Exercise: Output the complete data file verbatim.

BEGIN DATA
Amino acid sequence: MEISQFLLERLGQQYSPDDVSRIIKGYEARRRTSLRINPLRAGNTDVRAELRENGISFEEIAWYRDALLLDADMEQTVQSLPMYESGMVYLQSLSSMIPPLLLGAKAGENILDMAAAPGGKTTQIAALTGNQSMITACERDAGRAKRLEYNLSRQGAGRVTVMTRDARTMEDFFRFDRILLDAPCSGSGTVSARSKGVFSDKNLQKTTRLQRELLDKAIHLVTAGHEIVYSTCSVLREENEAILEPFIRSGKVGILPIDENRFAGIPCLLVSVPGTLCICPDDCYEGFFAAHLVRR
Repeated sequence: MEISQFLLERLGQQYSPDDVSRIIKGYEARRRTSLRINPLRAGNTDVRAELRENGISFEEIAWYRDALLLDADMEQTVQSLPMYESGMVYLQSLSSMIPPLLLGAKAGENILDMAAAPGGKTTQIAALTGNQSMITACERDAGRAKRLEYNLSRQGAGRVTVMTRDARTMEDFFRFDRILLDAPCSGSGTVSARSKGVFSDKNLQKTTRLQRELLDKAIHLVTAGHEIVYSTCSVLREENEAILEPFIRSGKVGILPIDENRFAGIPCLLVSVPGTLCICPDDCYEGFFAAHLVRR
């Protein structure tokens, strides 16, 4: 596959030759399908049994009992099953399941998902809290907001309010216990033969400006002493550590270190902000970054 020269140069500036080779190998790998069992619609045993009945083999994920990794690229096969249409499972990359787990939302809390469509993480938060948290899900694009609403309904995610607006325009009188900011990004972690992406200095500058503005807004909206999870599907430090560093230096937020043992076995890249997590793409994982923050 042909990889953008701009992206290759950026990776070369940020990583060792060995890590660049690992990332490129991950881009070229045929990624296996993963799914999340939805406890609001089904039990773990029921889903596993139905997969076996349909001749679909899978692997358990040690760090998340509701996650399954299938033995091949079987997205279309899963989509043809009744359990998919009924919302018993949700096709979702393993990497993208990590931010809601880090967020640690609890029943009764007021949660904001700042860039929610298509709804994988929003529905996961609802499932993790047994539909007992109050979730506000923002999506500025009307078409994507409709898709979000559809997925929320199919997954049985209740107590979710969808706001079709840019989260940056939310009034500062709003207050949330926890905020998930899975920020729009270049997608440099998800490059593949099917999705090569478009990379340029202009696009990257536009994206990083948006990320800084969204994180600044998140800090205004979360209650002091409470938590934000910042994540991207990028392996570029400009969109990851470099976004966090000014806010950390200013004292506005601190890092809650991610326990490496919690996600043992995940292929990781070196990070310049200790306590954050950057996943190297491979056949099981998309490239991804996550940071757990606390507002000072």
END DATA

Amino acid sequence: MEISQFLLERLGQQYSPDDVSRIIKGYEARRRTSLRINPLRAGNTDVRAELRENGISFEEIAWYRDALLLDADMEQTVQSLPMYESGMVYLQSLSSMIPPLLLGAKAGENILDMAAAPGGKTTQIAALTGNQSMITACERDAGRAKRLEYNLSRQGAGRVTVMTRDARTMEDFFRFDRILLDAPCSGSGTVSARSKGVFSDKNLQKTTRLQRELLDKAIHLVTAGHEIVYSTCSVLREENEAILEPFIRSGKVGILPIDENRFAGIPCLLVSVPGTLCICPDDCYEGFFAAHLVRR
Repeated sequence: MEISQFLLERLGQQYSPDDVSRIIKGYEARRRTSLRINPLRAGNTDVRAELRENGISFEEIAWYRDALLLDADMEQTVQSLPMYESGMVYLQSLSSMIPPLLLGAKAGENILDMAAAPGGKTTQIAALTGNQSMITACERDAGRAKRLEYNLSRQGAGRVTVMTRDARTMEDFFRFDRILLDAPCSGSGTVSARSKGVFSDKNLQKTTRLQRELLDKAIHLVTAGHEIVYSTCSVLREENEAILEPFIRSGKVGILPIDENRFAGIPCLLVSVPGTLCICPDDCYEGFFAAHLVRR
């Protein structure tokens, strides 16, 4: 596959030759399908049994009992099953399941998902809290907001309010216990033969400006002493550590270190902000970054 020269140069500036080779190998790998069992619609045993009945083999994920990794690229096969249409499972990359787990939302809390469509993480938060948290899900694009609403309904995610607006325009009188900011990004972690992406200095500058503005807004909206999870599907430090560093230096937020043992076995890249997590793409994982923050 042909990889953008701009992206290759950026990776070369940020990583060792060995890590660049690992990332490129991950881009070229045929990624296996993963799914999340939805406890609001089904039990773990029921889903596993139905997969076996349909001749679909899978692997358990040690760090998340509701996650399954299938033995091949079987997205279309899963989509043809009744359990998919009924919302018993949700096709979702393993990497993208990590931010809601880090967020640690609890029943009764007021949660904001700042860039929610298509709804994988929003529905996961609802499932993790047994539909007992109050979730506000923002999506500025009307078409994507409709898709979000559809997925929320199919997954049985209740107590979710969808706001079709840019989260940056939310009034500062709003207050949330926890905020998930899975920020729009270049997608440099998800490059593949099917999705090569478009990379340029202009696009990257536009994206990083948006990320800084969204994180600044998140800090205004979360209650002091409470938590934000910042994540991207990028392996570029400009969109990851470099976004966090000014806010950390200013004292506005601190890092809650991610326990490496919690996600043992995940292929990781070196990070310049200790306590954050950057996943190297491979056949099981998309490239991804996550940071757990606390507002000072």